Q: What do you do when you get a “maybe”? She says, “I have to speak to my husband.”

Herrmann: You’ll get a lot of those. In fact, people are a little more suspicious of someone knocking at the front door. With the Internet, the prospect has the ability to check out a company by doing due diligence.

Make a time when you can stop by and get a definitive answer. Say, “I’m going to be dropping off orders next Tuesday. How about if I drop by at 11:30 a.m. and see what you’ve decided?” And be there at 11:30 a.m.

Q: What happens if you receive a no?

Herrmann: You will get a “no.” It’s all part of the selling game. Say: “You were nice enough to listen to my presentation and to consider the offer. How about agreeing that if you have trouble with your dry cleaner down the line that you’ll give me a try? Will you promise that?” Quite often, when they do have a problem, they will give you a try.

Also, always ask for a referral. Referred customers are the best candidates. One mistake many cleaners make is offering a $25 bounty for a referral. If your route team feels confident about your service, your driver should be able to ask for a referral without offering anything. Of course, a follow-up “thank you” card for a new customer with a $25 credit on their account would be great.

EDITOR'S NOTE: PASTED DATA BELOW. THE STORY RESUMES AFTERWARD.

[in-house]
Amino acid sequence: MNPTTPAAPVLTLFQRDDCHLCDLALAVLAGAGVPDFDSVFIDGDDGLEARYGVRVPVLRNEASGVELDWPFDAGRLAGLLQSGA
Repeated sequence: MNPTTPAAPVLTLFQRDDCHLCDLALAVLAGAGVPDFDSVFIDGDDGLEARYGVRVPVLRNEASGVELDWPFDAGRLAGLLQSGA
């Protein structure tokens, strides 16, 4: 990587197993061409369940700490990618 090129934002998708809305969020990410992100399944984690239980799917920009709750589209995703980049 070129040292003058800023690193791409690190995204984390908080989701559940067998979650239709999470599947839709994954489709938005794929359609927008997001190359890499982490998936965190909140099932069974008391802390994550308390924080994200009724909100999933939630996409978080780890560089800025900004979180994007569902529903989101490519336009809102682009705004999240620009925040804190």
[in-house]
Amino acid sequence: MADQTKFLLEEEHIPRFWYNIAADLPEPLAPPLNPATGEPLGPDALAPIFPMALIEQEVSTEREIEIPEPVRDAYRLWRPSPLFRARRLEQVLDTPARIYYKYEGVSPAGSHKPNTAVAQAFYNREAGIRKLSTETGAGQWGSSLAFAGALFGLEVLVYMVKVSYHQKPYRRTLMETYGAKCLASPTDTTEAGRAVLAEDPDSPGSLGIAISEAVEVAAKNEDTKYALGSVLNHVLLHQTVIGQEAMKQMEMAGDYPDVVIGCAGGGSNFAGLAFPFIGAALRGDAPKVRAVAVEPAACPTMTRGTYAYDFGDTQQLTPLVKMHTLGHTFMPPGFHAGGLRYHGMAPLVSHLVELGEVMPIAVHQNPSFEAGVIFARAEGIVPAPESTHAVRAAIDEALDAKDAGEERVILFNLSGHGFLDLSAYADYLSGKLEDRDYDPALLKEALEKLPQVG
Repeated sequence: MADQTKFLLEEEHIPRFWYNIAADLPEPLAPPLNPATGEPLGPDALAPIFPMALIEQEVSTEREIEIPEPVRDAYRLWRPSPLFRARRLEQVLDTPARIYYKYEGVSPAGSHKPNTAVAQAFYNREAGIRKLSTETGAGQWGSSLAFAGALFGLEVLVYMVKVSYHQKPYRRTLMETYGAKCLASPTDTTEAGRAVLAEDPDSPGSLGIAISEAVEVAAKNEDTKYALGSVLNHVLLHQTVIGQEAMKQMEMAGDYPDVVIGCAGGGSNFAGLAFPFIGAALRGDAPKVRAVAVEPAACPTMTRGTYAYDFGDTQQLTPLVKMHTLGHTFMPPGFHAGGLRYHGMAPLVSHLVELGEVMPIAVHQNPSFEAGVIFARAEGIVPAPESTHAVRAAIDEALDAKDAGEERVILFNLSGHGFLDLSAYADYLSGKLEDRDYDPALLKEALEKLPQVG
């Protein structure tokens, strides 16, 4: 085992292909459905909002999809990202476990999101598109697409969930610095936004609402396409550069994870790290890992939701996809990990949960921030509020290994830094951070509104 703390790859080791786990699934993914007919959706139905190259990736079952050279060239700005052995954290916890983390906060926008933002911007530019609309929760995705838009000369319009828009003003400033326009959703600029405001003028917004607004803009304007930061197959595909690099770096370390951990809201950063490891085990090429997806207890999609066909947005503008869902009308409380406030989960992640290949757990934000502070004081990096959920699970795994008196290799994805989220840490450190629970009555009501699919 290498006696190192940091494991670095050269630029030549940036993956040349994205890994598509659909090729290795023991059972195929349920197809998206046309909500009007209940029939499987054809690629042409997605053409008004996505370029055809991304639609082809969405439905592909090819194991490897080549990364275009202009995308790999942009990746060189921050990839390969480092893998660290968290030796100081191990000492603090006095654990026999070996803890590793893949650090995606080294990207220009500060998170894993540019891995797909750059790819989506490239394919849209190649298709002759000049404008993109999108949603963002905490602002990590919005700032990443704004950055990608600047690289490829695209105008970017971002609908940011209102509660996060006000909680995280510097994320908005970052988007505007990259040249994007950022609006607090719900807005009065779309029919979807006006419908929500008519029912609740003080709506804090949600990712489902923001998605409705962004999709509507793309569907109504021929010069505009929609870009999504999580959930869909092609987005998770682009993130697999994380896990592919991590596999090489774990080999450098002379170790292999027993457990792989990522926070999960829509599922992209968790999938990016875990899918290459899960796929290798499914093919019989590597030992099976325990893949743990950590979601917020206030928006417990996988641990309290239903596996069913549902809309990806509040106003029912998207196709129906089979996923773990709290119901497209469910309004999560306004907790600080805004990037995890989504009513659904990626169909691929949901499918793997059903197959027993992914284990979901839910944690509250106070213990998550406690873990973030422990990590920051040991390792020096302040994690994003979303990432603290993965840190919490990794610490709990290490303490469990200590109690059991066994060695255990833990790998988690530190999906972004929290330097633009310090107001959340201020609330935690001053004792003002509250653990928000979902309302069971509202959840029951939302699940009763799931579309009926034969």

Q: How do you handle communities with “No Soliciting” signs?

Herrmann: Sometimes, you can go to the police station and buy a permit for $20. Sometimes, the gatekeeper can be helpful. Get one home as a customer in a gated community, and you can deliver.

When delivering, knock on the next-door-neighbor’s door and say, “I just delivered to the Martins next door. I know I’m not supposed to solicit, but could I talk to you for five minutes about our service?” That’s a way in, and keep burrowing in, making more and more inroads.

Q: How do you handle collections?

Herrmann: With the first order, ask for their credit card number. If they are reluctant to give it, you work with them until they trust you. If necessary, get the order first, and worry about payment later.

Q: How do you get route salespeople to be organized?

Herrmann: Get them a day planner. It might be paper or it might be electronic. That way, when they make a date to call again, the route salesperson can put it in the planner. This little tool is incredibly important.

Q: Is route delivery increasing?

Herrmann: I would say most definitely yes. When I started this consulting business in Buffalo, N.Y., 22 years ago, there were three dry cleaners providing home delivery. Now, there are 11 companies in Buffalo offering home delivery. I think it’s that way all over the country.

Check back Thursday for the conclusion.

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Ron Herrmann has been a route sales consultant for 22 years, and says he has worked with 100 dry cleaners and trained 250 route salespeople in the last six years. (Photo: Ron Herrmann)

Have a question or comment? E-mail our editor Dave Davis at [email protected] .